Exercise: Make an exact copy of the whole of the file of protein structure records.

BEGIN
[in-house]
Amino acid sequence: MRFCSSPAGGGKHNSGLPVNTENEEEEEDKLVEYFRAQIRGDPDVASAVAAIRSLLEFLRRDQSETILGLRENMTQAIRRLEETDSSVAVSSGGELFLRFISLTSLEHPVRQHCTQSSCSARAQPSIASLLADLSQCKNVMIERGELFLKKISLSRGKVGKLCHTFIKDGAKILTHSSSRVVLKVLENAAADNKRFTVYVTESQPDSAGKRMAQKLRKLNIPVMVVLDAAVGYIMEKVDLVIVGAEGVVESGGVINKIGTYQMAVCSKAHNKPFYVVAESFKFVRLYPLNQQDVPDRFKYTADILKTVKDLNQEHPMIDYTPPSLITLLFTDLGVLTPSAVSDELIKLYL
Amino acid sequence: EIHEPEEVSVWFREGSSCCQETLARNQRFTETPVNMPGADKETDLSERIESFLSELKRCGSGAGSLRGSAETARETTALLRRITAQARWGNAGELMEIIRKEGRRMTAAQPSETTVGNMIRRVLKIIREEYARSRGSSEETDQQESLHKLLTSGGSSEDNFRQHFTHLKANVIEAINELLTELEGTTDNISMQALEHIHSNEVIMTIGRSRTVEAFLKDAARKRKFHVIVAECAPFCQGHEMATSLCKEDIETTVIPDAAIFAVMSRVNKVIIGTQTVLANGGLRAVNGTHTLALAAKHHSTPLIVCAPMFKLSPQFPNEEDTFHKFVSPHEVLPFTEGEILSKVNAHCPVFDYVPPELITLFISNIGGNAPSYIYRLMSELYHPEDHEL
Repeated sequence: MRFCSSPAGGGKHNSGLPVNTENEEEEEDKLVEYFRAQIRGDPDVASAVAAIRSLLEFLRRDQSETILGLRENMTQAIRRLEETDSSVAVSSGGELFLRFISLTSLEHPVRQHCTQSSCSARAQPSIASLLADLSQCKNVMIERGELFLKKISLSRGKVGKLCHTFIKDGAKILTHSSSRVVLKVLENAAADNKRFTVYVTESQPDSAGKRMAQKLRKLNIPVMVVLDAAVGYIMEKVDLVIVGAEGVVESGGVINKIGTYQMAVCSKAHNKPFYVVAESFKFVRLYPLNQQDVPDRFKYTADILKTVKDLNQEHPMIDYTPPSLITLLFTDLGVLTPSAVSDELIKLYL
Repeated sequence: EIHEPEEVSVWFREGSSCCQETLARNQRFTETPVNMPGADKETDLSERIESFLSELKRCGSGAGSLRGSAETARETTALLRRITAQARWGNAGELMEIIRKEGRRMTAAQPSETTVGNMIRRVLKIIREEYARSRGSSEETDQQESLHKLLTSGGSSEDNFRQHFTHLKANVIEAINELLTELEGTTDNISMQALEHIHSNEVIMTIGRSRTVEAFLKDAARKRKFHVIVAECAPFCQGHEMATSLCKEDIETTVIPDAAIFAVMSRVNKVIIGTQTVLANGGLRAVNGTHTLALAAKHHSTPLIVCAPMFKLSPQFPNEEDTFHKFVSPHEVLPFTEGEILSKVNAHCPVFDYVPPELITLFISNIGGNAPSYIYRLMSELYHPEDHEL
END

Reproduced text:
[in-house]
Amino acid sequence: MRFCSSPAGGGKHNSGLPVNTENEEEEEDKLVEYFRAQIRGDPDVASAVAAIRSLLEFLRRDQSETILGLRENMTQAIRRLEETDSSVAVSSGGELFLRFISLTSLEHPVRQHCTQSSCSARAQPSIASLLADLSQCKNVMIERGELFLKKISLSRGKVGKLCHTFIKDGAKILTHSSSRVVLKVLENAAADNKRFTVYVTESQPDSAGKRMAQKLRKLNIPVMVVLDAAVGYIMEKVDLVIVGAEGVVESGGVINKIGTYQMAVCSKAHNKPFYVVAESFKFVRLYPLNQQDVPDRFKYTADILKTVKDLNQEHPMIDYTPPSLITLLFTDLGVLTPSAVSDELIKLYL
Amino acid sequence: EIHEPEEVSVWFREGSSCCQETLARNQRFTETPVNMPGADKETDLSERIESFLSELKRCGSGAGSLRGSAETARETTALLRRITAQARWGNAGELMEIIRKEGRRMTAAQPSETTVGNMIRRVLKIIREEYARSRGSSEETDQQESLHKLLTSGGSSEDNFRQHFTHLKANVIEAINELLTELEGTTDNISMQALEHIHSNEVIMTIGRSRTVEAFLKDAARKRKFHVIVAECAPFCQGHEMATSLCKEDIETTVIPDAAIFAVMSRVNKVIIGTQTVLANGGLRAVNGTHTLALAAKHHSTPLIVCAPMFKLSPQFPNEEDTFHKFVSPHEVLPFTEGEILSKVNAHCPVFDYVPPELITLFISNIGGNAPSYIYRLMSELYHPEDHEL
Repeated sequence: MRFCSSPAGGGKHNSGLPVNTENEEEEEDKLVEYFRAQIRGDPDVASAVAAIRSLLEFLRRDQSETILGLRENMTQAIRRLEETDSSVAVSSGGELFLRFISLTSLEHPVRQHCTQSSCSARAQPSIASLLADLSQCKNVMIERGELFLKKISLSRGKVGKLCHTFIKDGAKILTHSSSRVVLKVLENAAADNKRFTVYVTESQPDSAGKRMAQKLRKLNIPVMVVLDAAVGYIMEKVDLVIVGAEGVVESGGVINKIGTYQMAVCSKAHNKPFYVVAESFKFVRLYPLNQQDVPDRFKYTADILKTVKDLNQEHPMIDYTPPSLITLLFTDLGVLTPSAVSDELIKLYL
Repeated sequence: EIHEPEEVSVWFREGSSCCQETLARNQRFTETPVNMPGADKETDLSERIESFLSELKRCGSGAGSLRGSAETARETTALLRRITAQARWGNAGELMEIIRKEGRRMTAAQPSETTVGNMIRRVLKIIREEYARSRGSSEETDQQESLHKLLTSGGSSEDNFRQHFTHLKANVIEAINELLTELEGTTDNISMQALEHIHSNEVIMTIGRSRTVEAFLKDAARKRKFHVIVAECAPFCQGHEMATSLCKEDIETTVIPDAAIFAVMSRVNKVIIGTQTVLANGGLRAVNGTHTLALAAKHHSTPLIVCAPMFKLSPQFPNEEDTFHKFVSPHEVLPFTEGEILSKVNAHCPVFDYVPPELITLFISNIGGNAPSYIYRLMSELYHPEDHEL